by Abigail Staggemeier
Director of Operations
California wildfires have raged for nearly two weeks, killing 87 residents, leaving 600 unaccounted for, and leaving state residents confounded as to the best way to recover from inflicted damage. Recent rains have provided immense aid to firefighters, and are now projected to all but extinguish the blaze. While the downpour is welcomed by all in the threatened areas, some residents have preemptively taken matters into their own hands. The hiring of private firefighters—a solution preferred by the likes of Kim Kardashian and Kanye West–is a popular, albeit costly, option. For-hire firefighters have become increasingly common as a part of coverage plans offered by insurance companies which have a contract with the out-of state-company, Wildfire Defense Systems. The Montana-based company dispatches private firefighters and fire-fighting equipment upon receiving clients’ requests.
In what has been referred to by the New York Times as the ‘most significant strike against Chinese interests in Pakistan’ a mix of four local residents and police officers were killed in an attempted terrorist attack at the Chinese consulate in Karachi, Pakistan. Chinese government officials have condemned the attack, and the foreign ministry in Beijing is calling upon Pakistani nationals to increase security measures for Chinese citizens residing in the country. The Balochistan Liberation Army, a militant separatist group, takes credit for the strike. While an official motive remains unclear, it is believed that the attack is a sign of protest against the China Pakistan Economic Corridor (CPEC), a series of investments relating to Chinese/Pakistani infrastructure developments designed to connect Pakistan’s Arabian Port of Gwadar to Xinjiang as part of the One Belt, One Road initiative.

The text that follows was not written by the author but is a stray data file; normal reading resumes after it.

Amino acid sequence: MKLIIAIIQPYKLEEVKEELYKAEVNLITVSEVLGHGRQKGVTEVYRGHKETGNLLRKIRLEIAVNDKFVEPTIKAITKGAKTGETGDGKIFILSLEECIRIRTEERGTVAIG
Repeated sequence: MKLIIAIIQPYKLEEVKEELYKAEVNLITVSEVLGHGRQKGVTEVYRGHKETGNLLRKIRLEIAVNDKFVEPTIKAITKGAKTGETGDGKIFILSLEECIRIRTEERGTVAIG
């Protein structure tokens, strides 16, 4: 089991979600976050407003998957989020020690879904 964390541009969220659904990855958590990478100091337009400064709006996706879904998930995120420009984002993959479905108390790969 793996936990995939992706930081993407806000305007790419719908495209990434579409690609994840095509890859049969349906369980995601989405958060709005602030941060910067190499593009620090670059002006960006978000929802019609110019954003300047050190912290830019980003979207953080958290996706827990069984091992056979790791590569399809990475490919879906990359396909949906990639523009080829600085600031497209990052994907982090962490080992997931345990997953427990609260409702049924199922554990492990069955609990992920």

Alabama native John Chau was killed after encountering an island tribe living in one of the world’s most isolated regions. North Sentinel Island, a small territory belonging to India’s Andaman island chain, is home to a tribal group that has remained completely isolated from the rest of the world. Chau, 27, decided to venture about independently after taking a boat ride to the island with local fisherman. The AFP has reported that Chau’s arrival was immediately met with a shower of arrows, and that he was killed almost instantaneously. In the interest of protecting against disease, contact with the tribes is forbidden by the Indian government, while photography and video footage of the tribe is punishable by imprisonment. The Sentinelese tribe, who are likely responsible for Chau’s death, are estimated to have a population of less than 200 people.
In happier news, things are looking up for England’s dwindling frog population thanks to an invention created by scientists at the British Herpetological Society. A growing number of mesh-covered ladders are designed to aid frogs in “get[ting] back out of the drains and back to their breeding pools” are being installed, a representative of The Warwickshire Amphibian and Reptile Team told the Huffington Post. In addition to habitat loss, drain entrapment is attributed to the decline of the country’s toad population by 68%.
Image by Ron Reiring